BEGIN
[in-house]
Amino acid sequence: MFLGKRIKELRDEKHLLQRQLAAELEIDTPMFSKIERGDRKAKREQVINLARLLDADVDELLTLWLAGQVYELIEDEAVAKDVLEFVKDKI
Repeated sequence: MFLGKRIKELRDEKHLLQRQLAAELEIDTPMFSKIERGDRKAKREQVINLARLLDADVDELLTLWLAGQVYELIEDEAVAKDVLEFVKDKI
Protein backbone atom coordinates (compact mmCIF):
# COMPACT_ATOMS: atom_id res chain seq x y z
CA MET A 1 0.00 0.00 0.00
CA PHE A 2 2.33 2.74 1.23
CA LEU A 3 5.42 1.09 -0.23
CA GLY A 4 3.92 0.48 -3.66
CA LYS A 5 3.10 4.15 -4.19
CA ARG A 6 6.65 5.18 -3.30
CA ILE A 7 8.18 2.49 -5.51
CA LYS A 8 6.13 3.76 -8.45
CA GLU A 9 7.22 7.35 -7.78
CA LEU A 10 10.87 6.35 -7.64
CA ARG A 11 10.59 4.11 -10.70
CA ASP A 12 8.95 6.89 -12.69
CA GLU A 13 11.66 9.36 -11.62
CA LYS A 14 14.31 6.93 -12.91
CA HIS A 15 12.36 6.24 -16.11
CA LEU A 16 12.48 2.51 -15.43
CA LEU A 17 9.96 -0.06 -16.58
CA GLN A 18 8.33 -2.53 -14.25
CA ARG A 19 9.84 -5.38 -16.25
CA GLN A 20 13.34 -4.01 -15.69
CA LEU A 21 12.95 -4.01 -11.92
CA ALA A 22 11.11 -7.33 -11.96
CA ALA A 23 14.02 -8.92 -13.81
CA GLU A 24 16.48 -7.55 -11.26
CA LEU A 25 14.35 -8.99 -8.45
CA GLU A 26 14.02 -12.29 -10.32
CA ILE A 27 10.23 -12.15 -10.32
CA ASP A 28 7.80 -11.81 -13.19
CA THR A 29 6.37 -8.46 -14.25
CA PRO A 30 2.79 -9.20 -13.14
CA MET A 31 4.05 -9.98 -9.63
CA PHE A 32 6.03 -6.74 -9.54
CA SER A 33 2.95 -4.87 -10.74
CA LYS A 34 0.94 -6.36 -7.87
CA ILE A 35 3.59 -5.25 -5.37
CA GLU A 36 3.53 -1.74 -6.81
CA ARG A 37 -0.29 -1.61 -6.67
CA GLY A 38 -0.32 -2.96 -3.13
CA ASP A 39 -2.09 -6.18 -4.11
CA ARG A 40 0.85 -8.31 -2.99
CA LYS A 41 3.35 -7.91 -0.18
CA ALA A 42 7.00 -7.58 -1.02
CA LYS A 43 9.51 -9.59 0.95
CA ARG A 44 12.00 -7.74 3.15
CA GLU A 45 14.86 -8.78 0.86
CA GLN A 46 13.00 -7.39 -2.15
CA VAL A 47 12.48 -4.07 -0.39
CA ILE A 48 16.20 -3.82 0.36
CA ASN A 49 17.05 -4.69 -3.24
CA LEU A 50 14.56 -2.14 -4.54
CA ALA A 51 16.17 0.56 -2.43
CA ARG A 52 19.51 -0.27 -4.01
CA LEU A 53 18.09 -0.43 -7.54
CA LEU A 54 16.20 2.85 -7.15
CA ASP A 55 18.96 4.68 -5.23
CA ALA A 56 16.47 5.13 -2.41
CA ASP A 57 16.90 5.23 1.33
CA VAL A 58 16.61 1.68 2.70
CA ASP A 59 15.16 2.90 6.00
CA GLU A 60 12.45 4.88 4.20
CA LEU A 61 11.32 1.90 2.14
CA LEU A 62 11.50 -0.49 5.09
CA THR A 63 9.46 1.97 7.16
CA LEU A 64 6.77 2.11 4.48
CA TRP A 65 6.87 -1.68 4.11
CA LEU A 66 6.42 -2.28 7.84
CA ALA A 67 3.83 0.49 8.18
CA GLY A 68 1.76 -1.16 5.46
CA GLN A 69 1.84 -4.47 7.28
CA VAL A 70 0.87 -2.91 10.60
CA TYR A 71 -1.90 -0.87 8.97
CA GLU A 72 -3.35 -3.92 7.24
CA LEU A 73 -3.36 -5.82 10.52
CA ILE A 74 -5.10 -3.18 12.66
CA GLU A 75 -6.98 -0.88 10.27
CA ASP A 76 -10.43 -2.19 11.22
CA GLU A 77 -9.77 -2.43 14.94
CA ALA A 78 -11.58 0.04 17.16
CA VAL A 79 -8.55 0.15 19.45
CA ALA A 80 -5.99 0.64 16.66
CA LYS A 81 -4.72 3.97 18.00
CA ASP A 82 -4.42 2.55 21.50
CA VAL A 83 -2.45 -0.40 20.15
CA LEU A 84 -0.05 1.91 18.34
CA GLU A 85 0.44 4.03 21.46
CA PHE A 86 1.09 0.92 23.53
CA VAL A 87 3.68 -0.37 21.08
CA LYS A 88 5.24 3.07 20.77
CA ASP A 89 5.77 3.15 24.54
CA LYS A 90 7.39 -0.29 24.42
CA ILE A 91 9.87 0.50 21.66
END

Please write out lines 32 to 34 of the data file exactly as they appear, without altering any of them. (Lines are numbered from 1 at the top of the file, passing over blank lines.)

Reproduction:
CA ILE A 27 10.23 -12.15 -10.32
CA ASP A 28 7.80 -11.81 -13.19
CA THR A 29 6.37 -8.46 -14.25